Purpose: The transgender community is a diverse group that requires unique consideration in the healthcare setting. However, several studies have suggested that their needs are not currently being met by our medical system. Although the reason for this discrepancy is likely multifactorial, inadequate training of healthcare professionals to manage this population has been cited as a contributing factor. Methods: To evaluate the role that Canadian medical schools play in addressing these proposed deficits, program administrators were invited to provide curricular information detailing their delivery of transgender health, and medical students were surveyed to assess the impact of current curricula on their knowledge, attitudes, and experiences with regard to transgender health. Results: Six of fourteen schools provided curricular information about their instruction in transgender health and wide variation was found; 255/1152 University of British Columbia (UBC) students and 155/2358 students from eight other Canadian medical schools responded to the survey. Greater than 95% of responders agreed that transgender issues are important and should be addressed by physicians. However, fewer than 10% of students felt that they were sufficiently knowledgeable to do so. At UBC, there was no significant improvement in the self-reported knowledge levels after receiving the transgender-related curricula, and only 24% of students felt the topic was proficiently taught. Conclusion: This study showed that the majority of students who responded do not feel comfortable addressing the needs of transgender individuals in a healthcare setting and suggests that a reevaluation of related curricula may be warranted.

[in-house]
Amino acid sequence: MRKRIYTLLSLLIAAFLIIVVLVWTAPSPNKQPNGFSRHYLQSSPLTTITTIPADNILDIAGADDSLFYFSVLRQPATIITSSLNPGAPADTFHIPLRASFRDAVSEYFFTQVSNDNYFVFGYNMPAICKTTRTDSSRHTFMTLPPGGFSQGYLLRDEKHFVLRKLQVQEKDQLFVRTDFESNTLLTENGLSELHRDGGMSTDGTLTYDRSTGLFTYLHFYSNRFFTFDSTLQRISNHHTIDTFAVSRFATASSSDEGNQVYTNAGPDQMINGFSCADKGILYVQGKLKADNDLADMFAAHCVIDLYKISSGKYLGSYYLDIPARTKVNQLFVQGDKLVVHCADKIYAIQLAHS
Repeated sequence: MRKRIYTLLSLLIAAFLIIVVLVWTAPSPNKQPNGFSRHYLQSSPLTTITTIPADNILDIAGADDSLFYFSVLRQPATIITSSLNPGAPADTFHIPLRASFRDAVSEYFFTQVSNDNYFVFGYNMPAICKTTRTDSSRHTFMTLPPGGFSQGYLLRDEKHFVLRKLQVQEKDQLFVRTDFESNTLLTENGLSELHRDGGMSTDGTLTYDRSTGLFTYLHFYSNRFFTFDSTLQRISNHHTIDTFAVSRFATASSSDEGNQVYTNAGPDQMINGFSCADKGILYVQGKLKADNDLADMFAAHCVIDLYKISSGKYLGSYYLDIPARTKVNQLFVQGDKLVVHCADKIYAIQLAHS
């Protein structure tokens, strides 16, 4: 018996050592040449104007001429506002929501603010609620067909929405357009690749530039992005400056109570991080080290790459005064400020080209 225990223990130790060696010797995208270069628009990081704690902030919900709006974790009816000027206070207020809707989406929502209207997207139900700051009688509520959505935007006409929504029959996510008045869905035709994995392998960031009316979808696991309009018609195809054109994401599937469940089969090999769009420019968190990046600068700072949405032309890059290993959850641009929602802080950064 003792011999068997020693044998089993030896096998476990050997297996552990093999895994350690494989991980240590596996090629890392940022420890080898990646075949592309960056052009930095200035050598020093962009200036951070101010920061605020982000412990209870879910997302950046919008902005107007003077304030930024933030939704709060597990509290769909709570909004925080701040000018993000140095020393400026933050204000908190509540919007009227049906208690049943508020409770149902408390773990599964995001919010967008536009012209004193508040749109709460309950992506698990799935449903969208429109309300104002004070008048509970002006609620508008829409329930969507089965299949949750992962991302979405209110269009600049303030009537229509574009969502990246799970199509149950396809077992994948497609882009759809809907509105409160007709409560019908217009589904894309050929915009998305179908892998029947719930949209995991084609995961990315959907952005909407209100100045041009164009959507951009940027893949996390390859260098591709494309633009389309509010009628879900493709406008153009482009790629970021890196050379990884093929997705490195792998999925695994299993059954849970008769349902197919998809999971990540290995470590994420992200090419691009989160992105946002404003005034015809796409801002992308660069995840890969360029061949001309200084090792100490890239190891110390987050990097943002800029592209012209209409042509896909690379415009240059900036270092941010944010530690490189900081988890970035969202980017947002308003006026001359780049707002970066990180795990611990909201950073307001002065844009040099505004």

- clinical care
- health education/training programs
- survey design or survey methodology